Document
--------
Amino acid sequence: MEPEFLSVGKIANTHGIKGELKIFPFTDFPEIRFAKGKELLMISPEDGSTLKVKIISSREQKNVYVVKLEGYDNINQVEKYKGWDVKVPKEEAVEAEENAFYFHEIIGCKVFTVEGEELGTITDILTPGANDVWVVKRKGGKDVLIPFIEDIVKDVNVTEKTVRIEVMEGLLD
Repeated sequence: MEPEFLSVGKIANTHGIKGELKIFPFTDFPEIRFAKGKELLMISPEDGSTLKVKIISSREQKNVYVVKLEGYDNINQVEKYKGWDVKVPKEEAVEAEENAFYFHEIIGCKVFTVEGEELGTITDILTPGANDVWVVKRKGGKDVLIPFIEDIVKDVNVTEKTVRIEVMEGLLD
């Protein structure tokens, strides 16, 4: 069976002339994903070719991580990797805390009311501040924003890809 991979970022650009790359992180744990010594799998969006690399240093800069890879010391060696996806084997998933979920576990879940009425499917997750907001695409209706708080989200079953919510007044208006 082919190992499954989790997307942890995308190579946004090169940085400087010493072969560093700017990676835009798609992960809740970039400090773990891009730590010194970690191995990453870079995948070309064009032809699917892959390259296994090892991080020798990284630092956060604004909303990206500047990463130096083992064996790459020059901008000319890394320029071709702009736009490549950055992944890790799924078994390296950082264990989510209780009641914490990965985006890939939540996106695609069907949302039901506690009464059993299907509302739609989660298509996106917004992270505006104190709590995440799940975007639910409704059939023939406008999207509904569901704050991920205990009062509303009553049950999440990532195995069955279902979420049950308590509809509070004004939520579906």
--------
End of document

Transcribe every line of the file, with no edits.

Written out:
Amino acid sequence: MEPEFLSVGKIANTHGIKGELKIFPFTDFPEIRFAKGKELLMISPEDGSTLKVKIISSREQKNVYVVKLEGYDNINQVEKYKGWDVKVPKEEAVEAEENAFYFHEIIGCKVFTVEGEELGTITDILTPGANDVWVVKRKGGKDVLIPFIEDIVKDVNVTEKTVRIEVMEGLLD
Repeated sequence: MEPEFLSVGKIANTHGIKGELKIFPFTDFPEIRFAKGKELLMISPEDGSTLKVKIISSREQKNVYVVKLEGYDNINQVEKYKGWDVKVPKEEAVEAEENAFYFHEIIGCKVFTVEGEELGTITDILTPGANDVWVVKRKGGKDVLIPFIEDIVKDVNVTEKTVRIEVMEGLLD
């Protein structure tokens, strides 16, 4: 069976002339994903070719991580990797805390009311501040924003890809 991979970022650009790359992180744990010594799998969006690399240093800069890879010391060696996806084997998933979920576990879940009425499917997750907001695409209706708080989200079953919510007044208006 082919190992499954989790997307942890995308190579946004090169940085400087010493072969560093700017990676835009798609992960809740970039400090773990891009730590010194970690191995990453870079995948070309064009032809699917892959390259296994090892991080020798990284630092956060604004909303990206500047990463130096083992064996790459020059901008000319890394320029071709702009736009490549950055992944890790799924078994390296950082264990989510209780009641914490990965985006890939939540996106695609069907949302039901506690009464059993299907509302739609989660298509996106917004992270505006104190709590995440799940975007639910409704059939023939406008999207509904569901704050991920205990009062509303009553049950999440990532195995069955279902979420049950308590509809509070004004939520579906």